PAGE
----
Friuli-Venezia Giulia is a winemaking area in the northeast of Italy best known for its celebrated white wines. Wine expert Jancis Robinson describes Friuli wines as not so much Italian but “a product instead of a hilly no man’s land between the Veneto, Slovenia and southern Austria and they taste like it”. It is hardly unsurprising when you consider the heritage of Friuli, which has variously been a region of Italy, the Venetian Republic and, in part, the Austro-Hungarian Empire.
The region was once a key stop on the Mediterranean spice route between Byzantine Empire and the trading centre of Venice. Many of the vines were introduced by merchants taking this route, from places such as Anatolia and Macedonia. Before the late-19th century Phylloxera outbreak, from which it took the region nearly a century to fully recover, there were more than 350 grape varieties in Friuli.
The wines here are often varietal, and producers will push hard to unleash everything the chosen grape has to offer. Among the most common varieties in use are Friulano, Merlot, Pinot Grigio, Sauvignon Blanc, Cabernet Franc, Pinot Bianco and Chardonnay. These are joined by local varieties, such as Ribolla Gialla, Verduzzo, Picolit for the whites, and Pignolo, Refosco and Schioppettino for the reds.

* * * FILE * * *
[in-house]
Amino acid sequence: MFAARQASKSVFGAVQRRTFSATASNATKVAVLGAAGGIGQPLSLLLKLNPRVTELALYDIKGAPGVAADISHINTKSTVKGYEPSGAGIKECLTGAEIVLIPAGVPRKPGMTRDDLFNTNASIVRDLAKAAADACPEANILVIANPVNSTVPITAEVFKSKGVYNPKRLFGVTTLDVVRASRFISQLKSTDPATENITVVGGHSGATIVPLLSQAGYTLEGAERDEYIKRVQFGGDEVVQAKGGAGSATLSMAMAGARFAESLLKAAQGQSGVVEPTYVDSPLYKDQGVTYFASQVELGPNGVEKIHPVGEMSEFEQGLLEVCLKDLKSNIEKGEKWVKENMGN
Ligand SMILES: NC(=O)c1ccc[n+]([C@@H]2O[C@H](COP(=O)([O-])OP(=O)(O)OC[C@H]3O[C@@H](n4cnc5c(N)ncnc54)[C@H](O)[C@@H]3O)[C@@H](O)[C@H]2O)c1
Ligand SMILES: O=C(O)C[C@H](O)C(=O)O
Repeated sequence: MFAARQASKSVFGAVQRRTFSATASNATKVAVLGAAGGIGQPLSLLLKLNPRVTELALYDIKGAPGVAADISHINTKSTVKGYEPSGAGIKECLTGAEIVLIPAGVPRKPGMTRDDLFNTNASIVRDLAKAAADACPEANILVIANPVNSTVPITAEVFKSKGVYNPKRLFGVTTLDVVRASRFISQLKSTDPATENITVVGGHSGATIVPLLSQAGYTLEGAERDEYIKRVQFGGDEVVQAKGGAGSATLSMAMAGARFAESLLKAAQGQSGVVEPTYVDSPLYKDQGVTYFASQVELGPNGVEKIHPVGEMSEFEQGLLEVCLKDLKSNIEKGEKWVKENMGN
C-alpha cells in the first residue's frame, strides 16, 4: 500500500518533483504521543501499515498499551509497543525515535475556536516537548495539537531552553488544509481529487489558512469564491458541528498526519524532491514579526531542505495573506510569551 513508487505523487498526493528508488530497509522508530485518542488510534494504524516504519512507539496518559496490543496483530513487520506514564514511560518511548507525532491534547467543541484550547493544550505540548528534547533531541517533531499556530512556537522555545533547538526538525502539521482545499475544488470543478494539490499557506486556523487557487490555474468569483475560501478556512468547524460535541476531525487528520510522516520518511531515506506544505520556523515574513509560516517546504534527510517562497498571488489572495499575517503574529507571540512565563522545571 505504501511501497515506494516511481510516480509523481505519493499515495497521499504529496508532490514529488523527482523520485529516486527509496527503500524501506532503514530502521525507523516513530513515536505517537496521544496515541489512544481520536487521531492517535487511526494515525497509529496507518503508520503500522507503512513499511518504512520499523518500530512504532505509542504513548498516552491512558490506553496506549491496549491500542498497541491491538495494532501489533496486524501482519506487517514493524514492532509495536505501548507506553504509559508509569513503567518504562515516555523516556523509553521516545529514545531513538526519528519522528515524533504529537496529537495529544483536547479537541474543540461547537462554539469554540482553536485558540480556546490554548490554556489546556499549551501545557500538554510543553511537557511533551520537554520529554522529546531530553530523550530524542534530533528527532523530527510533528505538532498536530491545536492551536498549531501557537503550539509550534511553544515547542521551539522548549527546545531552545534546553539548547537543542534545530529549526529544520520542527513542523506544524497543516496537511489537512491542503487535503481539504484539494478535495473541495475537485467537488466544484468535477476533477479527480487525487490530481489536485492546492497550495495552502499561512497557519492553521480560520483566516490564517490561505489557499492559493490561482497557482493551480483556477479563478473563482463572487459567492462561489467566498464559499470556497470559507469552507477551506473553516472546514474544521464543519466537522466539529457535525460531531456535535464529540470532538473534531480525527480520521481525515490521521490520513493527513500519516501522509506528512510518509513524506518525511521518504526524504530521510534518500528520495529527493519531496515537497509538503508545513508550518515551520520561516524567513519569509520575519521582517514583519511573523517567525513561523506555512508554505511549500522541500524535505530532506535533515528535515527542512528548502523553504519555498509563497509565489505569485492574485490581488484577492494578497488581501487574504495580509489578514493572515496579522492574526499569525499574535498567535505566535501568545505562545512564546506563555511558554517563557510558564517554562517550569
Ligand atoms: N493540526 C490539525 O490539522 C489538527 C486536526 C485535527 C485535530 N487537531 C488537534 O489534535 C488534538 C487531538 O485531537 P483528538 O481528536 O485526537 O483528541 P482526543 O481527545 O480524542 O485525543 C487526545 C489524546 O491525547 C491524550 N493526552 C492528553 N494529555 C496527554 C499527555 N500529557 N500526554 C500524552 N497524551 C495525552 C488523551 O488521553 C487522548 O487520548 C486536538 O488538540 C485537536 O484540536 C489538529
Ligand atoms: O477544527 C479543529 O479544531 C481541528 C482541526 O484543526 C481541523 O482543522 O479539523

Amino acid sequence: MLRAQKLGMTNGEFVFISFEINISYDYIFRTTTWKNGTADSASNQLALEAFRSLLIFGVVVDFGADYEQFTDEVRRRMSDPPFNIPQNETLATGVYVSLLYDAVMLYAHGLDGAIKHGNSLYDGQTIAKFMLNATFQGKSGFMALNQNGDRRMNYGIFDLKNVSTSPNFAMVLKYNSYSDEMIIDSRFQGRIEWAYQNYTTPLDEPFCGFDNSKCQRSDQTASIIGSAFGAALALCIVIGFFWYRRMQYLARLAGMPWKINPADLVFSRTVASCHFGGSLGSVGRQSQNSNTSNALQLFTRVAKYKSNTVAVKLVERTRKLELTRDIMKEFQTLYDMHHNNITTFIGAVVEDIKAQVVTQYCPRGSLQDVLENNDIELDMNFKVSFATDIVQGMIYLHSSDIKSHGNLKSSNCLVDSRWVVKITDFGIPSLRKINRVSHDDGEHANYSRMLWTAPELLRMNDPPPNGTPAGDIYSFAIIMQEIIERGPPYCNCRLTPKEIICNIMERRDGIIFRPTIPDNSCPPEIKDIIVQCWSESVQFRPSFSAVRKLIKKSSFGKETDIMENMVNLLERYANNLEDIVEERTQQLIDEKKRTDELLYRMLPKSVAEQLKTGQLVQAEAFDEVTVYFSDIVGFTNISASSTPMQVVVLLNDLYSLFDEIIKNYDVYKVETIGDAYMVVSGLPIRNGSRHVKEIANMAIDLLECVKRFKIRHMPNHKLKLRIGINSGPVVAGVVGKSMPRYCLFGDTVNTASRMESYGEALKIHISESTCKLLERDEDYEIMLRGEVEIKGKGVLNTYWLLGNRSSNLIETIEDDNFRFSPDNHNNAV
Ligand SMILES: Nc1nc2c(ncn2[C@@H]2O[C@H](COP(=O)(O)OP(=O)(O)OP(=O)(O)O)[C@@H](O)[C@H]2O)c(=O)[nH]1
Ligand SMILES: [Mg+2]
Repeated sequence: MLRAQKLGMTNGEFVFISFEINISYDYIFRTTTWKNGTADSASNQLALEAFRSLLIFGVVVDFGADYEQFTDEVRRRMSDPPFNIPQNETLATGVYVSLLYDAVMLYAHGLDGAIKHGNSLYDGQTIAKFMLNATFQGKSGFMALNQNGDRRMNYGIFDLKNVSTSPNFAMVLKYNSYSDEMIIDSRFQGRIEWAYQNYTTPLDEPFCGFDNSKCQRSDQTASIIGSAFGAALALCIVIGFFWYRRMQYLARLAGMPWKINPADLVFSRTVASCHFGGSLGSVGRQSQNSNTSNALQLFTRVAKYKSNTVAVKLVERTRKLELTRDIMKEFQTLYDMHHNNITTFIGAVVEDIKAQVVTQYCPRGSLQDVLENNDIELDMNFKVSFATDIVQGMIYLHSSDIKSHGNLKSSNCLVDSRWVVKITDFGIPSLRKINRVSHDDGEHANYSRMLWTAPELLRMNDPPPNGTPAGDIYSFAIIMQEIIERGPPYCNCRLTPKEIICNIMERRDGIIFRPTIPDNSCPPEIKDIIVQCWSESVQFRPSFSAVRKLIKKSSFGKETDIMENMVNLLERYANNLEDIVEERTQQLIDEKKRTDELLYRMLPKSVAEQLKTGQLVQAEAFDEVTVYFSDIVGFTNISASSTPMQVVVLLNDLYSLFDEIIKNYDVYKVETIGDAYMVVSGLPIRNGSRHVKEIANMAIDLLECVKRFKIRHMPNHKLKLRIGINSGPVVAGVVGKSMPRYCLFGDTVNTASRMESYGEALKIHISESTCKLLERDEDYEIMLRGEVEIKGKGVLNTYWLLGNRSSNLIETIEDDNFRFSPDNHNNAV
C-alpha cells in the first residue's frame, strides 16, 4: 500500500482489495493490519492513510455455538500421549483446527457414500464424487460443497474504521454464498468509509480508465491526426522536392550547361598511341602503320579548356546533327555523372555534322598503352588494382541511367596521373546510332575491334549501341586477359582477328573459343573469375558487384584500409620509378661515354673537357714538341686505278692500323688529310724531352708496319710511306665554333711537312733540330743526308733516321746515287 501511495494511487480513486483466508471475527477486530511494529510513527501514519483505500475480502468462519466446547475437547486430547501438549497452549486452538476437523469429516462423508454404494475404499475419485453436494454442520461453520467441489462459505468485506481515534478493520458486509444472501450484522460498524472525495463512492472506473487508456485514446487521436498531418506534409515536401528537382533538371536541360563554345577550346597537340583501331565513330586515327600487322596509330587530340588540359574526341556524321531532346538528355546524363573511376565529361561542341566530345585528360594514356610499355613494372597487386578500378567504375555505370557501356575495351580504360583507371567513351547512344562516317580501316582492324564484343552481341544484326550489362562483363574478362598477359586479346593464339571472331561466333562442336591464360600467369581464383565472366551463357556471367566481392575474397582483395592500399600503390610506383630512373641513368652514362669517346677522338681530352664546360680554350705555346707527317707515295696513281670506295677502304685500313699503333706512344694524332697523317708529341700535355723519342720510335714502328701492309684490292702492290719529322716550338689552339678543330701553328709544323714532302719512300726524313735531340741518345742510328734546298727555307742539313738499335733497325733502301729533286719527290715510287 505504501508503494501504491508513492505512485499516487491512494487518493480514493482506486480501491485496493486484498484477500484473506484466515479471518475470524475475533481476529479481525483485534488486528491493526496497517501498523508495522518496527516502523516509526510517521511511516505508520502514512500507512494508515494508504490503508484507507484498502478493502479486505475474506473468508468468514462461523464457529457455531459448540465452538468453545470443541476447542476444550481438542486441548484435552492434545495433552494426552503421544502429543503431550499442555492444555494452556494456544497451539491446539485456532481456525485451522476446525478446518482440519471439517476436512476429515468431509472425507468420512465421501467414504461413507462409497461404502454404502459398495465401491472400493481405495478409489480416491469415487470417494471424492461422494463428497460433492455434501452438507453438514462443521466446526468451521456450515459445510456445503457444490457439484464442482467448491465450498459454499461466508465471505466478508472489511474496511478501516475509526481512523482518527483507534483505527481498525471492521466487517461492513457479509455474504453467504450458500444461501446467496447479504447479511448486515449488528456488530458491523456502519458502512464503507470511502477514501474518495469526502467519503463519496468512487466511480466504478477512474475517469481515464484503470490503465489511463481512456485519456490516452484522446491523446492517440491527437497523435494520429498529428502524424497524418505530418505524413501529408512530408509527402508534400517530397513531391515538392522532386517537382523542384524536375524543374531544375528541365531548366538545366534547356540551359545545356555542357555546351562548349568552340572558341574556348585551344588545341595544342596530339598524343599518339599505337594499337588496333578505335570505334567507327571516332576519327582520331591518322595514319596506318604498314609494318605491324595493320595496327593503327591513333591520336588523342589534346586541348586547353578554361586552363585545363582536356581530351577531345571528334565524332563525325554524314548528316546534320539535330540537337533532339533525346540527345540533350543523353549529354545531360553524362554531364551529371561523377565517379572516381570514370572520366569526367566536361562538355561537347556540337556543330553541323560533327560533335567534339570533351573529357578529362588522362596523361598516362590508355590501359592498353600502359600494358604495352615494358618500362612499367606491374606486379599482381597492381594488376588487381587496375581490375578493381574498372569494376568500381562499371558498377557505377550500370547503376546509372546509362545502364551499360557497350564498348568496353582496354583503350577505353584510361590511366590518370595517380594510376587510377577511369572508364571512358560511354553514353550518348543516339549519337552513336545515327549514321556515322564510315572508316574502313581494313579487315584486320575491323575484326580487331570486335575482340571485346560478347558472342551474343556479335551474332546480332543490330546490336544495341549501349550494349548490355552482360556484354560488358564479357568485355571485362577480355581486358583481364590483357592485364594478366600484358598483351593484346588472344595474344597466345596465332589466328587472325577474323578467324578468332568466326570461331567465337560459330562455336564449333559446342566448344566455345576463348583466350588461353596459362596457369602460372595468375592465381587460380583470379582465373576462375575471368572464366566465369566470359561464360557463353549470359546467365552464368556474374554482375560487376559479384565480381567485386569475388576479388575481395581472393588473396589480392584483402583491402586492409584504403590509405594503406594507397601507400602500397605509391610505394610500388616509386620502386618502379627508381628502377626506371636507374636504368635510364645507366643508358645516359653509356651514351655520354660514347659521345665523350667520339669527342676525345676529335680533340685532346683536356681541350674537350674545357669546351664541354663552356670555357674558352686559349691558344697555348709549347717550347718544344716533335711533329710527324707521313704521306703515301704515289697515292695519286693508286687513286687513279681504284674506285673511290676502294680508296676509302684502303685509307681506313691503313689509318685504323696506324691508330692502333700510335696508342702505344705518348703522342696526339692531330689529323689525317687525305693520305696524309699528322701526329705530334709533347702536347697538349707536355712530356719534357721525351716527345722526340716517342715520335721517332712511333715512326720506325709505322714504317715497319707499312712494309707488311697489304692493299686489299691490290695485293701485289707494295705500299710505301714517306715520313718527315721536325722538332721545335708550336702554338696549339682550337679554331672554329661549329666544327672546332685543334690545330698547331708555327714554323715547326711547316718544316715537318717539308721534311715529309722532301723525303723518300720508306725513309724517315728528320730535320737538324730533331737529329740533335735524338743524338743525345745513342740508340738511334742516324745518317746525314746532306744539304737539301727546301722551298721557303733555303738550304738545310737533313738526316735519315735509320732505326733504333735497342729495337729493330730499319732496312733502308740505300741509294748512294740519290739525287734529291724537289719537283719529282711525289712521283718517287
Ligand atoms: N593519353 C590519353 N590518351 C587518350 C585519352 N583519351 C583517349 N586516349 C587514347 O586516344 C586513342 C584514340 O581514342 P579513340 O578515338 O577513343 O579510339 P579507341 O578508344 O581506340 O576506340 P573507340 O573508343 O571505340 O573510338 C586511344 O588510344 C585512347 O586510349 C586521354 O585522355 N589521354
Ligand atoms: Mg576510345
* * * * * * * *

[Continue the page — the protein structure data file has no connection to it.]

The region is bordered on the north by the Alps, past which lies Austria. Slovenia borders on the east, Veneto on the west, and in the south is part of the shore to the Adriatic Sea. The northern areas are therefore more mountainous, and the soils there are generally made up of calcium rich marl and flysch sandstone. In the south, towards the sea, the land is more flat and features gravels, clay and sand. Vineyards carrying the name ronco have hillside terraces.
Friuli has 11 wines classified as Denominazione di Origine Controllata e Garantita (DOCG), three are Denominazione di Origine Controllata (DOC, which makes up 62 per cent of wines produced in the region) and a further three have Indicazione Geografica Tipica (IGT) status.
Friuli is home to Radikon, a producer that pioneered the art of extended skin contact.